The term “customer journey” has reached buzzword status in the online retail community, but travelers are on a physical journey, too, opening up the opportunity for offline touchpoints. Advances in indoor mapping technology have provided new opportunities for reaching travelers in a rush: Five minutes is enough time for that cup of coffee from the café you didn’t even know was there. “In today’s world, where consumer experience is king – the experience era – it’s imperative to offer a great experience to increase customer loyalty, which inevitably leads to increased sales,” says Campbell Kennedy, CEO and co-founder of LocusLabs, an indoor wayfinding startup. “We also know that when passengers are less stressed, they spend more money, according to a recent SITA study.”

Like Travelaer, LocusLabs works closely with mapping technology, albeit at a different scale: “Since maps and augmented reality are the perfect canvas to surface contextualized information, offers or vouchers, they allow passengers to explore their options to see where they want to spend their time,” Kennedy says. “And often, time is money.”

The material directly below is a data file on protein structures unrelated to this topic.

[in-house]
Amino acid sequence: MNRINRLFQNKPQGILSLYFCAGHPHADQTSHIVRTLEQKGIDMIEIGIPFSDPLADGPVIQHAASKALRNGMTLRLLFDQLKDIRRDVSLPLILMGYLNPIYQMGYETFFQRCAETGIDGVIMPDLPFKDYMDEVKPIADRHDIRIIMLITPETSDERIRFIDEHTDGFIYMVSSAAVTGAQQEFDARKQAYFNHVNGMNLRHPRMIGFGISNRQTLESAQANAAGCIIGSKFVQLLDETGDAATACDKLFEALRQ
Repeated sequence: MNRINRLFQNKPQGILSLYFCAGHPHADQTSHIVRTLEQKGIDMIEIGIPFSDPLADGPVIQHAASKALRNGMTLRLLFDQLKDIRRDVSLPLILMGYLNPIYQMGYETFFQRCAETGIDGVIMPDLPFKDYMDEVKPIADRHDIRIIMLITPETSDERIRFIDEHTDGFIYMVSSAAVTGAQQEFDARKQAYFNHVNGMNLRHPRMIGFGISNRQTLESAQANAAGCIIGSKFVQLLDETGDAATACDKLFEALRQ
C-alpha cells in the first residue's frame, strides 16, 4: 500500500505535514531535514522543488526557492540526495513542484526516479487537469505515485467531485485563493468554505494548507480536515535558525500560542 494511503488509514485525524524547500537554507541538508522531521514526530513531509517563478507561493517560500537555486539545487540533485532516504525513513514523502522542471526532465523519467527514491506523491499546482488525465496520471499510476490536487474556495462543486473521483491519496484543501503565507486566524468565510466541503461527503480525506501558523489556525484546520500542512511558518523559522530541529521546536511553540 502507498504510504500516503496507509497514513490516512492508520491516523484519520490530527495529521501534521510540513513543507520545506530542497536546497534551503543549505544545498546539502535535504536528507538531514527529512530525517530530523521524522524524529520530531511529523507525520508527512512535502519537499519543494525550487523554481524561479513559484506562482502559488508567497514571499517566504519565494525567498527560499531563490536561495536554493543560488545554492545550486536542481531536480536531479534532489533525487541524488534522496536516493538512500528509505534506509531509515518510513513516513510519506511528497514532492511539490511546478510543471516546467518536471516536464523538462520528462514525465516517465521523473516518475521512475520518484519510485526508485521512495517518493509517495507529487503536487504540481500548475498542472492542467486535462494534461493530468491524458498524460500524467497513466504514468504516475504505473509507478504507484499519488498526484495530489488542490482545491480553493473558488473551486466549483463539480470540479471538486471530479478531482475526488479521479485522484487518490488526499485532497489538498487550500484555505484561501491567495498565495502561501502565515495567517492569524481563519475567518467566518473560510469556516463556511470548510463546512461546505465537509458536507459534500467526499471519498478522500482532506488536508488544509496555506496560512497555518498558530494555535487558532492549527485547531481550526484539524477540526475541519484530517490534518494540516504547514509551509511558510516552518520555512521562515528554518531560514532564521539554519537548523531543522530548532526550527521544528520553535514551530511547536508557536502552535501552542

Kennedy cites security queues as a squandered opportunity for airports to further engage their customers, adding that it would pay off if travelers knew exactly how far they were from their gate, which would in turn mean knowing how much time they have for shopping or a second drink at the bar. “The entire in-airport portion of the journey is largely missed,” he says. “Today’s airports have mostly physical signage and storefronts with almost nothing in the way of digital. However, look at all the people staring down at their phones next time you’re at an airport!”

The Smart Airport is a Very Different Prospect to Other Smart Buildings